Wednesday, January 28, 2009

Flunking out at love

Writing in the Daily Mail, Olivia Lichtenstein worries about the future of ''generation sex'', and then goes on to describe a wide variety of sexual behaviors that don't really strike me as being sex. 13 year olds film themselves having oral sex to share with others. Empty symbols that become celebrities by appearing nude. Rape and assault posted on Youtube. Claire knows therapists whose clients describe ''rainbow parties''; something I took for an urban legend. There's also a lot of what I'd call oversharing. Lichtenstein writes ''Sometimes, they’re so busy creating drama and tension in the movie of their own lives that they’ve forgotten to be human beings.''

Ah, but one has to learn to be a human being, usually from parents or other authority figures. Lichtenstein vacilates on the question of parental influence, sort of thinking it would be a good thing; but, only if we don't come across as Mary Whitehouse. In response, the comments section features a cross-section of angry Americans who blame vaguely-defined ''liberals'' for killing Christ, and say we need a return to ''shame''. The answer's always more cops, isn't it?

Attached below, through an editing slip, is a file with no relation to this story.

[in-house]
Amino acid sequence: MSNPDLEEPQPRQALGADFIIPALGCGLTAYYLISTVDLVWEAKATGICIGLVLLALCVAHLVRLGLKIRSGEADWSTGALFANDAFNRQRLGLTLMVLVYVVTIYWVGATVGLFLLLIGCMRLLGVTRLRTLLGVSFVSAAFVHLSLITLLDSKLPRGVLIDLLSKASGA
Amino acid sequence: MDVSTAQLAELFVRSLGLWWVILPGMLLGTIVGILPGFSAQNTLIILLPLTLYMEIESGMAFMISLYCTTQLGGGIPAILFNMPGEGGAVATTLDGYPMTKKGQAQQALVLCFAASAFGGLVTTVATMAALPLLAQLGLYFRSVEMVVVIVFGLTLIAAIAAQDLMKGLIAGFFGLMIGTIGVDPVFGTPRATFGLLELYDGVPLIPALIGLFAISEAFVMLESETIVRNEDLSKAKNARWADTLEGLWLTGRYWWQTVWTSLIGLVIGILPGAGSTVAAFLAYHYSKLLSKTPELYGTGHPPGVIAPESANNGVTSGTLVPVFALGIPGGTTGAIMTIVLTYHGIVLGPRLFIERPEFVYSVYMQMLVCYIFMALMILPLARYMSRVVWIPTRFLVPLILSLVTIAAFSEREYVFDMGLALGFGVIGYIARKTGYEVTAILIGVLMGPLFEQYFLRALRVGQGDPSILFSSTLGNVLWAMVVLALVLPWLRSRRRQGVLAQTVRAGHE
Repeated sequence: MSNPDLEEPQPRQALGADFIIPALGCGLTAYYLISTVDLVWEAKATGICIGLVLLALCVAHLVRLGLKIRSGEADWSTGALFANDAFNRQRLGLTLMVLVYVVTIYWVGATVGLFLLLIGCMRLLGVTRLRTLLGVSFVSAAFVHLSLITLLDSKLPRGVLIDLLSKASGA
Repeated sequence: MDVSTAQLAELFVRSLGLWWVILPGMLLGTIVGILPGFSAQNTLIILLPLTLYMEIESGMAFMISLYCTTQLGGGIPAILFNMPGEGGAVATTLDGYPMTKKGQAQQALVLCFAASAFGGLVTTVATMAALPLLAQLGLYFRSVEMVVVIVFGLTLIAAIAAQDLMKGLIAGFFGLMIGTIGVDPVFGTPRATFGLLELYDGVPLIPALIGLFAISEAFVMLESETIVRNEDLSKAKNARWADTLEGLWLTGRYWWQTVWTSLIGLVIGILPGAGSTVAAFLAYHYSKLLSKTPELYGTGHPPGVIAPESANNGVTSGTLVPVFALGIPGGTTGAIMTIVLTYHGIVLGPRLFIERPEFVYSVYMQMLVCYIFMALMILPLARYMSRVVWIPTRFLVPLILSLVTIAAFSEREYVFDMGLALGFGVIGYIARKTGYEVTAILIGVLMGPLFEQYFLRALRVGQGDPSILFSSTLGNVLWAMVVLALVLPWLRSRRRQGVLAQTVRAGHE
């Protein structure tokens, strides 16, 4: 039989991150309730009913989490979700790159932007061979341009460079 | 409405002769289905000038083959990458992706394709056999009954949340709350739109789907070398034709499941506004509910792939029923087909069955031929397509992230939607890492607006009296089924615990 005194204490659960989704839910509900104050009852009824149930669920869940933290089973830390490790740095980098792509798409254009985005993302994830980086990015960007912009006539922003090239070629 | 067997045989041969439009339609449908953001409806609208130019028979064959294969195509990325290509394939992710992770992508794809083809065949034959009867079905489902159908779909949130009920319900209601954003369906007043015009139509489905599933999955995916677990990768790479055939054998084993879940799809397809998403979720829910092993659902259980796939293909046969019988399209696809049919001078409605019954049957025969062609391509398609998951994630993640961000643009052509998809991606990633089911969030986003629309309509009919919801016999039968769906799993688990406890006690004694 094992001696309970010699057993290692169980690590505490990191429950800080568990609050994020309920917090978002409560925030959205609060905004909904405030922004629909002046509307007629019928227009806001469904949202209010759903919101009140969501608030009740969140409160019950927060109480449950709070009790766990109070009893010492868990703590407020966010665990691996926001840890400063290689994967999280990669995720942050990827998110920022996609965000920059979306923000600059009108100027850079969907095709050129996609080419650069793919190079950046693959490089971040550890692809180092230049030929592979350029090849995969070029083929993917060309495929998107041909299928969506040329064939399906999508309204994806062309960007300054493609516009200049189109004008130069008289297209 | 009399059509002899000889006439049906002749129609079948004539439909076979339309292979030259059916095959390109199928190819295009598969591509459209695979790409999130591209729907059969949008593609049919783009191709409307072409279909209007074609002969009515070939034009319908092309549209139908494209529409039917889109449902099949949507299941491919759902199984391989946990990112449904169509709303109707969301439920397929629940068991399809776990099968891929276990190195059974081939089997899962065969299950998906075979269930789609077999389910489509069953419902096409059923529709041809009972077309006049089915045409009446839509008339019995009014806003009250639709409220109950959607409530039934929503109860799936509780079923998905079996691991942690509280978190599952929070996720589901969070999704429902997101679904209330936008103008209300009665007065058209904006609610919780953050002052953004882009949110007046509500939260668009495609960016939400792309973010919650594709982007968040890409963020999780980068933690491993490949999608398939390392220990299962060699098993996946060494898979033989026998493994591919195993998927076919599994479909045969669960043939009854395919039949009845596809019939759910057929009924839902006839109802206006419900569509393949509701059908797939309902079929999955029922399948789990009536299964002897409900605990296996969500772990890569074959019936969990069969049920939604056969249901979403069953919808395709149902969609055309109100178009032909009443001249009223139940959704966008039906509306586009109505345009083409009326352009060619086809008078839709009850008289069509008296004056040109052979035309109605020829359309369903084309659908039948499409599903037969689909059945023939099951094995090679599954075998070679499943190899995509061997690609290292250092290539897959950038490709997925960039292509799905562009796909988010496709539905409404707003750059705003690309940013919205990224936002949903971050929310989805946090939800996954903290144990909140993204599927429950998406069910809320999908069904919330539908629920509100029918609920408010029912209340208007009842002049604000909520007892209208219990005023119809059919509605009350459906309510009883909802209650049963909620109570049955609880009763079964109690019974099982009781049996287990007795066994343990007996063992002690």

What's striking to me in a lot of these stories about teenage libertines isn't that they're having sex at age 14- historically, that was the norm. What's strange really isn't the sex; it's the utter lack of affect. There's an inability to see others as fully human, as different than images on a screen, that strikes me as bizarre. It's dissociative- narcissism taken the point of being a personality disorder. Relationships with others are instrumentalized. I also disagree with the idealized notion that mysogynistic boys are inflicting empty sex on girls, who are taken for natural born romantics. I'd say there's a pretty even distribution of pathology. Lastly, even the prevalence of emotionless hook ups doesn't strike me as the problem. There's something to be said for meaningless sex. But the inability to also have meaningful relationships when they're called for is what strikes me as the pathology.

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